Tuesday, November 30, 2004

You, uh, you didn't see that, did you?

So let's just say we didn't pick the best performance for our first national TV game.

But hey--we still won. Not much you can say about Purdue except that they're pretty mediocre. They've got a couple of solid players but the rest are role-playing filler. Gonna be a long year for the Boilers.

On the plus side, Gene Keady's comb over was in top shape.

Sunday, November 28, 2004

The Year of the Turnover has ended...

And I ain't talkin' about apple turnovers, although I wish I were. Mmm ... apple turnover. Hey, I think I just had an idea for a gameday giveaway...

Where's the number to NC State's athletic department? If we have to endure three interceptions/fumbles per game, I think we deserve some sort of culinary compensation. Or at least a personal apology from Jay Davis to each fan after every home game.
"Christ, I'm terrible. I'm really, really sorry, Mr. Jones."
"Hey, thanks for comin' out, Ms. Newell. I'll try not to look so puzzled by the zone defense next week."
"Thanks for your support, Mr. Jackson. Those boos were just what I needed."
"Sorry about the nose, Mr. Stansbury. They really should warn the people sitting that close to the field--I mean, it's the twelfth row; you're practically in the huddle."

Eleven games, 32 turnovers. That, friends, is how you squander the nation's best defense (according to total defense numbers). The offense spent the year stalling inside the 20 or giving the ball away. We had difficulty enough moving the ball, and when we did, we more often than not did something to screw it up.

{Very carefully) On to 2005.

A's deal for Jason Kendall

Over the weekend, Oakland traded SP Mark Redman and reliever Arthur Rhodes for catcher Jason Kendall.

Interesting note about the money involved (from this article from the team's site)...

According to several reports, the A's will send Pittsburgh $1 million in each
of the next two seasons, and the Pirates will send Oakland $5 million in 2007,
when Kendall, who waived a no-trade clause to join the A's, is scheduled to make $13 million.

If those numbers are accurate, the A's essentially added $6.4 million in
payroll over the next two seasons -- Kendall's $21 million, minus the $16.4 owed Redman and Rhodes, plus the extra $2 million to Pittsburgh -- and will be on the hook for $8 million for Kendall in 2007.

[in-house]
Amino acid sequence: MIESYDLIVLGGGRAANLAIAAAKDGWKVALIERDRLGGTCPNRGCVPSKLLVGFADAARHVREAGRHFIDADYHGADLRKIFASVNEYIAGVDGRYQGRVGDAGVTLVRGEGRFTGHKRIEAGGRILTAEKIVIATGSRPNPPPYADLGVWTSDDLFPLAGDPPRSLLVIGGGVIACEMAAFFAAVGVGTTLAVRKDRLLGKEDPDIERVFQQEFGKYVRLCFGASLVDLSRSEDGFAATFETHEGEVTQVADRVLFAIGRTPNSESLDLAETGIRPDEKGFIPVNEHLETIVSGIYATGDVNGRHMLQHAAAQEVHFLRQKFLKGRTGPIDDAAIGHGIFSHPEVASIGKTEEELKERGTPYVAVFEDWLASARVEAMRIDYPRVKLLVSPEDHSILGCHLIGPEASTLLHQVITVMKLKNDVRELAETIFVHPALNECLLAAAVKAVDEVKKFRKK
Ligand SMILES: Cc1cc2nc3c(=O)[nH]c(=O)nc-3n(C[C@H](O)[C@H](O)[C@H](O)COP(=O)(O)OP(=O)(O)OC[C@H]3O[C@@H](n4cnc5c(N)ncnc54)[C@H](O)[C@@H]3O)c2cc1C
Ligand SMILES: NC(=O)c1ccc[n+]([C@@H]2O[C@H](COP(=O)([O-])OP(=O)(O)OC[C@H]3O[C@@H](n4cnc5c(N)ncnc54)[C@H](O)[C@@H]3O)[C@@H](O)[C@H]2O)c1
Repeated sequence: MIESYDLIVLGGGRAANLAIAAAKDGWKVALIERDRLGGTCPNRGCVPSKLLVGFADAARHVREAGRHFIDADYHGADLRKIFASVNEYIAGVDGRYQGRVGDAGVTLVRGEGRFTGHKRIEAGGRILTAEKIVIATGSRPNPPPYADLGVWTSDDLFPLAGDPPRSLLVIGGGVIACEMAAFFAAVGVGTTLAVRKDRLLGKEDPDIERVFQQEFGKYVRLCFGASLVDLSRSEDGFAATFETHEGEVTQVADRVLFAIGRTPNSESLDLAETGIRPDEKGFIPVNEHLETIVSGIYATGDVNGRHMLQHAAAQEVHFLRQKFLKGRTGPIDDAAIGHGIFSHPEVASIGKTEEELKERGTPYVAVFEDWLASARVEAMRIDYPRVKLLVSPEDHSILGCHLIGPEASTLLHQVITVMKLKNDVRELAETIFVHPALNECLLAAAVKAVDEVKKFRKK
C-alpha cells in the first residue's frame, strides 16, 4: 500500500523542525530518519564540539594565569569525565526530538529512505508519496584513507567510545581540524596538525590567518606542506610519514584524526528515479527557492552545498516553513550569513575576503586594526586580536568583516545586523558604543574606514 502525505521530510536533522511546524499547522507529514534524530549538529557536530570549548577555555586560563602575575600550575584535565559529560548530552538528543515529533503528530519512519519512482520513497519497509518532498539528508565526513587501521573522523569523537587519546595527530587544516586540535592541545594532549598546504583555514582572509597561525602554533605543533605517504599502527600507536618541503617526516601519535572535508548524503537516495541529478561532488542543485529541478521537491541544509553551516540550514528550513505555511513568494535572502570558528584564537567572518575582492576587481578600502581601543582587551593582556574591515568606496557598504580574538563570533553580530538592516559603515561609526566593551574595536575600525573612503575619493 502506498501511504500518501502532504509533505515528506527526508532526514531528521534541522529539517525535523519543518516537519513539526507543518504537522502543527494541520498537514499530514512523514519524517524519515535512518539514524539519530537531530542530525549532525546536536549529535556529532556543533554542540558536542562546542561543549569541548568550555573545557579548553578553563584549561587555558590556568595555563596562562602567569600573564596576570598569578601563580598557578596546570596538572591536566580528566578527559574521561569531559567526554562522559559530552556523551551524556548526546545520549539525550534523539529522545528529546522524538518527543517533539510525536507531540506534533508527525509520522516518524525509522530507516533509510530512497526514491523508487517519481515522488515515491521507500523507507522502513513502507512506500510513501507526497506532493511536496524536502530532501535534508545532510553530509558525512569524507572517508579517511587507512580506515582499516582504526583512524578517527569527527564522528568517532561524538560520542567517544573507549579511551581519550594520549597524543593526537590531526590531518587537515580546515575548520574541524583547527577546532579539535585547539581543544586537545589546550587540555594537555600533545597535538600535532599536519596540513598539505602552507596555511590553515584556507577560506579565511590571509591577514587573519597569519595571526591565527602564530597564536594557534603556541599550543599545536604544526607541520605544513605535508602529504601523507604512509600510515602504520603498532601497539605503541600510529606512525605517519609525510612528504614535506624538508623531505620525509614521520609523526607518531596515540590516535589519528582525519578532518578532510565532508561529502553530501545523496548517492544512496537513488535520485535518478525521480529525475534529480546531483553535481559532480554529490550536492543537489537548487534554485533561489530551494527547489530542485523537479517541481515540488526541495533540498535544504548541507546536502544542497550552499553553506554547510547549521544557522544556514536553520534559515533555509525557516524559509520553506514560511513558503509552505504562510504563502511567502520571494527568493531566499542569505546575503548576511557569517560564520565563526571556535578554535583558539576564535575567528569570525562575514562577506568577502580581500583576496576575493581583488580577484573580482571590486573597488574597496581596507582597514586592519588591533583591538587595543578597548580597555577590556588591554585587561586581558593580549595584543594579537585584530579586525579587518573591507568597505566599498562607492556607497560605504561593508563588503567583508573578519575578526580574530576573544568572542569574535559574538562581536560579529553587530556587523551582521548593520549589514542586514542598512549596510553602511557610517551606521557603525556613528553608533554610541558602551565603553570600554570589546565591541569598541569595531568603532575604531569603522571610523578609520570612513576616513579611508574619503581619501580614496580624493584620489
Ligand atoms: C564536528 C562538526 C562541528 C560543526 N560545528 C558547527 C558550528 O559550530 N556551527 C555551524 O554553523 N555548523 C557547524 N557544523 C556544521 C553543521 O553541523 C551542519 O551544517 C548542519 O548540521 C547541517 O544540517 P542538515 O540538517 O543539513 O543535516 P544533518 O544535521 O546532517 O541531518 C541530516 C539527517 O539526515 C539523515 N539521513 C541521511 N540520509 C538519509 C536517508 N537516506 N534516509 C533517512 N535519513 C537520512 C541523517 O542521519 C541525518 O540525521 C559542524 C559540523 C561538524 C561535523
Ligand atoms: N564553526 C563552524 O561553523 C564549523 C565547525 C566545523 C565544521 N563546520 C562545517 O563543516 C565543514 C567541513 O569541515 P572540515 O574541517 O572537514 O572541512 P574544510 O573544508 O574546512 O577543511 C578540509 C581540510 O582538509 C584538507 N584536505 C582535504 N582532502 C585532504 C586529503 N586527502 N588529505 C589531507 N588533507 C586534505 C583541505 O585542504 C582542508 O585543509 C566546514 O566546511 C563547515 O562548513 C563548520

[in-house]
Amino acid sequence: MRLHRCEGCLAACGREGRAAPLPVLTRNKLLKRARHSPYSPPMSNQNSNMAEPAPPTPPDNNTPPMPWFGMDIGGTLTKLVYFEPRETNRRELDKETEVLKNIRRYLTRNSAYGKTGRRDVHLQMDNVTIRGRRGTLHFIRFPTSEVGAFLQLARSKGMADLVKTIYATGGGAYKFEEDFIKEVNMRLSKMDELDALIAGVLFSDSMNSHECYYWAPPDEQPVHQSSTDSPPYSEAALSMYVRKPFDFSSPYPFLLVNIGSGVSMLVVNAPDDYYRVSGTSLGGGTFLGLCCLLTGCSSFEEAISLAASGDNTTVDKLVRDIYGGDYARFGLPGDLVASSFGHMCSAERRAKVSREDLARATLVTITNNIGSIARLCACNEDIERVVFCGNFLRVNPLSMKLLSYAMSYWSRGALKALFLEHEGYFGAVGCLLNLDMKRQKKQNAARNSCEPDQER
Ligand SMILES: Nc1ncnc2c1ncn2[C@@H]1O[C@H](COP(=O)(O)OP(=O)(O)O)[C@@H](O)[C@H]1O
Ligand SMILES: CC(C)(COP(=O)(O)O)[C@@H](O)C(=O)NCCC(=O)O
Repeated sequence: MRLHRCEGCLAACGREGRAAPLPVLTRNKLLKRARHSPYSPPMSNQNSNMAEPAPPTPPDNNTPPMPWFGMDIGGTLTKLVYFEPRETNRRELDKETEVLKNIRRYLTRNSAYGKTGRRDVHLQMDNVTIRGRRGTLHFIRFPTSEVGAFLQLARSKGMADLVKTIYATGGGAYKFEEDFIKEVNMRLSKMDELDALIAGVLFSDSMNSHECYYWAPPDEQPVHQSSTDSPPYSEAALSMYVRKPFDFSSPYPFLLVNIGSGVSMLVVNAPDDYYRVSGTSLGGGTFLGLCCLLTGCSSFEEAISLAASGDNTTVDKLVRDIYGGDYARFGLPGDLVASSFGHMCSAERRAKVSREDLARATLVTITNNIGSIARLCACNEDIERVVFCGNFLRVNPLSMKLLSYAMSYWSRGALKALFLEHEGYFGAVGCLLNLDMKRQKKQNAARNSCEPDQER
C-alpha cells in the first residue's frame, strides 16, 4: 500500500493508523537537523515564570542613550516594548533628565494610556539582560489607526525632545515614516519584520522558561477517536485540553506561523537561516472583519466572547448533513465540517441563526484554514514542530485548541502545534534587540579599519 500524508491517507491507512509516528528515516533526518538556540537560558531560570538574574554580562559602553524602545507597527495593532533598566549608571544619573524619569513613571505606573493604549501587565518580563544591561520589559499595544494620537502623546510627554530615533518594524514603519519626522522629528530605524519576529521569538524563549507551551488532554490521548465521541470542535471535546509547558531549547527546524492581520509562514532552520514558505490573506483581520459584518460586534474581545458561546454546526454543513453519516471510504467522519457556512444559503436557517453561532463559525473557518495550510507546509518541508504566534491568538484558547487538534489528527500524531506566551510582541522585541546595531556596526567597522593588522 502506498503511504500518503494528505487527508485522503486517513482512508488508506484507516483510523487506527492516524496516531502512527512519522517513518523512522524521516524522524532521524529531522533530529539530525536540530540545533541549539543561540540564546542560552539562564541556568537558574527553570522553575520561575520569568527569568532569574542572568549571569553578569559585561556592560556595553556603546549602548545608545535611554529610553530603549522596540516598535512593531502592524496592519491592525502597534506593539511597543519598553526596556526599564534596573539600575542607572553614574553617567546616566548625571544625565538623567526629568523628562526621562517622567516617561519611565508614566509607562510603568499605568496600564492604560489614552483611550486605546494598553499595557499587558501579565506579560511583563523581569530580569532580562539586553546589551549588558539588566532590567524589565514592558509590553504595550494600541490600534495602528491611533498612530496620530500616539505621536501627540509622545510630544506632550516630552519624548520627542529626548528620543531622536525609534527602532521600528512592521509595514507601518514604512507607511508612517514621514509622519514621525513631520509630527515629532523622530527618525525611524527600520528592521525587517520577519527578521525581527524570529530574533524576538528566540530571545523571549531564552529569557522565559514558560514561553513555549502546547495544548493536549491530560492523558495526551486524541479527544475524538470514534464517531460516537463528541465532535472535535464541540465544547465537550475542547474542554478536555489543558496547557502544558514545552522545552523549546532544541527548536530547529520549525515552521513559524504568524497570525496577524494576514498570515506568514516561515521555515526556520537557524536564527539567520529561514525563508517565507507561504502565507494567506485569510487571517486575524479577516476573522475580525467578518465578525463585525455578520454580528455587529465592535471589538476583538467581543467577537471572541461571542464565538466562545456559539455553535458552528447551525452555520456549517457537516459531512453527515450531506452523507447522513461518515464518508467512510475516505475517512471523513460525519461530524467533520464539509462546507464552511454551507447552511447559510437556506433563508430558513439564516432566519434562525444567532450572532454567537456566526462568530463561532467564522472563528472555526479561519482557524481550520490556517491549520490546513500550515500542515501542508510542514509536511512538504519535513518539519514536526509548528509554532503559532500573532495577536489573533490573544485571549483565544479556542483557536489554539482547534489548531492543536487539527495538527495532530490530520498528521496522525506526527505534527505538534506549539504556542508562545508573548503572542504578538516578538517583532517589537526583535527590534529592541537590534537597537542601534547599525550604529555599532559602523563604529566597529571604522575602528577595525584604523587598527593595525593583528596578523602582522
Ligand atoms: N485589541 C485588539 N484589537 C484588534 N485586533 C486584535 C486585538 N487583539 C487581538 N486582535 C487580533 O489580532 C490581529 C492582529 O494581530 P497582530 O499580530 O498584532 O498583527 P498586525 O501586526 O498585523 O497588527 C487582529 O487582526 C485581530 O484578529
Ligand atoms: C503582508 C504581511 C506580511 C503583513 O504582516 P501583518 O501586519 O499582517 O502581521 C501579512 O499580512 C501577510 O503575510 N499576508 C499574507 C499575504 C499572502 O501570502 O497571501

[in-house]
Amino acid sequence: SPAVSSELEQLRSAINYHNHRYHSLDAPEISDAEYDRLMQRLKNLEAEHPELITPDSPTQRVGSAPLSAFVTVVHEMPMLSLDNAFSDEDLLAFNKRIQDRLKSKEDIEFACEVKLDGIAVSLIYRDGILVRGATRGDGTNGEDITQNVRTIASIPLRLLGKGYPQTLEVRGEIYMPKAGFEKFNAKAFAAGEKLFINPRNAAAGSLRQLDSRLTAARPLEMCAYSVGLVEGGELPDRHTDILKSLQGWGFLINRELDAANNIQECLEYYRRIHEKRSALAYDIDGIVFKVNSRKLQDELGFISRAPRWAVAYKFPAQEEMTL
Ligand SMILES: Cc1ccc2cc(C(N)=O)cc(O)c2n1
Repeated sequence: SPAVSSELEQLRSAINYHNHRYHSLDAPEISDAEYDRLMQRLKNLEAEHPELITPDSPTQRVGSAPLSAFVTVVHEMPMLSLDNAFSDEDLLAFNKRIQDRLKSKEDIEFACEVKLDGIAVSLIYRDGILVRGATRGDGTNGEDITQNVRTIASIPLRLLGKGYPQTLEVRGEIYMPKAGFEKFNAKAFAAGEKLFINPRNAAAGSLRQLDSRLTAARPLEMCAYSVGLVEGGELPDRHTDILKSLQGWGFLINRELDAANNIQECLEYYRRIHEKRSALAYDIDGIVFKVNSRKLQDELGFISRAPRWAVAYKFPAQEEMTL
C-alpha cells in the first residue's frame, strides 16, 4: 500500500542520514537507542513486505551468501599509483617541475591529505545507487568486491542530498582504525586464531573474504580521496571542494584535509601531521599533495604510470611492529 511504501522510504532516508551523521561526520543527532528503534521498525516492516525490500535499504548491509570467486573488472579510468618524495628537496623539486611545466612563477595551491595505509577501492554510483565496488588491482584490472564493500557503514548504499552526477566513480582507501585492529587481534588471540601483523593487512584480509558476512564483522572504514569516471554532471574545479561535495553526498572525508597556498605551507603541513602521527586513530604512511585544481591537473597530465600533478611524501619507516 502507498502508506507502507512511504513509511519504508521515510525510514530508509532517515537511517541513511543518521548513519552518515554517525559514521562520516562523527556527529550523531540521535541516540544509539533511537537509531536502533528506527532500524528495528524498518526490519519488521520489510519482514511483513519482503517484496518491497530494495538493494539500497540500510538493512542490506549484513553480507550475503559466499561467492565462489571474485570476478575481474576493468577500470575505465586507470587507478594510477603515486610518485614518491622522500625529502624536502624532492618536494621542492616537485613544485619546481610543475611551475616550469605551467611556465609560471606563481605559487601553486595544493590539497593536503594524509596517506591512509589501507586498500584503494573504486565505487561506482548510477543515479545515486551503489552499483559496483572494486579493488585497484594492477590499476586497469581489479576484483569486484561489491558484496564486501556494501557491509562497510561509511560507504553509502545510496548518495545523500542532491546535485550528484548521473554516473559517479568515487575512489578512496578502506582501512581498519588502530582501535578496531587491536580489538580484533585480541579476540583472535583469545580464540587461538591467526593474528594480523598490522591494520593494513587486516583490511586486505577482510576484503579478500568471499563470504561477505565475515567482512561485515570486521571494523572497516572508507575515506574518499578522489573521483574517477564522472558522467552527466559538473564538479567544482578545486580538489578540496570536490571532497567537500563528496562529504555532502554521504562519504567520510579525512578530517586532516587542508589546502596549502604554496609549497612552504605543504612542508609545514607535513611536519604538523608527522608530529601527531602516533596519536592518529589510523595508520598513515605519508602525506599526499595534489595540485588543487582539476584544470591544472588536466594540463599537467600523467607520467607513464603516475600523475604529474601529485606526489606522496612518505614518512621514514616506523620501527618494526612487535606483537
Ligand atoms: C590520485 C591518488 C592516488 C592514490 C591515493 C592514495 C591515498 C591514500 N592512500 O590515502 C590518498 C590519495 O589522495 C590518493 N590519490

It appears as though the Athletics did a good job making sure Kendall's contract wouldn't significantly increase their payroll. A $6.4 million net increase for 2005 and 2006 isn't much for two seasons, and Kendall should be well worth it.

You need but look at Kendall's numbers to see why the A's--and other teams--were interested in his services. Kendall's career .306/.387/.418 mark is a rarity among major league catchers, and he plays solid defense as well. He won't give the Athletics much power, but he'll draw plenty of walks and should fit perfectly into the #2 spot in the batting order. That gives Oakland a 1-2-3 that looks like this (2004 numbers in parentheses):

1) Mark Kotsay (.314/.370/.459)
2) Jason Kendall (.319/.399/.390)
3) Eric Chavez (.276/.397/.501)

Not bad, eh?

Wednesday, November 24, 2004

Kris Benson says ka-ching!

Okay, so this isn't exactly hot off the presses, but the Mets were able to re-sign Kris Benson to a 3 year/$22.5 million deal. That ain't making the Mets' trades with Pittsburgh/Tampa look much better, but at least they're able to hold on to the guys (which includes Zambrano, who wasn't an FA, so he'll be around in '05) who cost them so much.

The Mets seem well on their way to keeping that Marginal Dollar per Marginal Win figure high.

The more I look at that Cristian Guzman deal with Washington, the worse it seems. The poor Nats really overpaid for a guy who's going to have minimal impact at the plate. They'd better hope he has another good year in the field.

Tuesday, November 23, 2004

Say hello to the Nationals.

Washington baseball franchise officially named the Nationals; logo unveiled I thought Senators woulda been a much better nickname (for the retro value, if nothing else), but this isn't bad. The good news is that the team's use of traditional colors--red, white, and blue--should make it difficult for them to screw up the uniforms. The cap leaves a bit to be desired, though.

Nationals GM Jim Bowden has been pretty busy so far, with his most recent move being the acquisition of Jose Guillen. Bowden gave up Juan Rivera (.307/.364/.465 in 2004) and prospect Maicer Izturis (younger brother of Cesar) in the deal. Guillen, who hit .292/.352/.497 this season, probably gives the Nats a bit more punch in the middle of the lineup (sample size is small for Rivera, but his SLG wasn't much worse than Guillen's in 2004). Guillen is coming off of two pretty solid seasons in a row, and 2004 saw his walk rate increase. He's not going to be the most patient of hitters (we aren't talking about a significant increase in walk rate, and he's not going to make any dramatic sort of improvement here), but there's no question that Washington's offense can use his bat.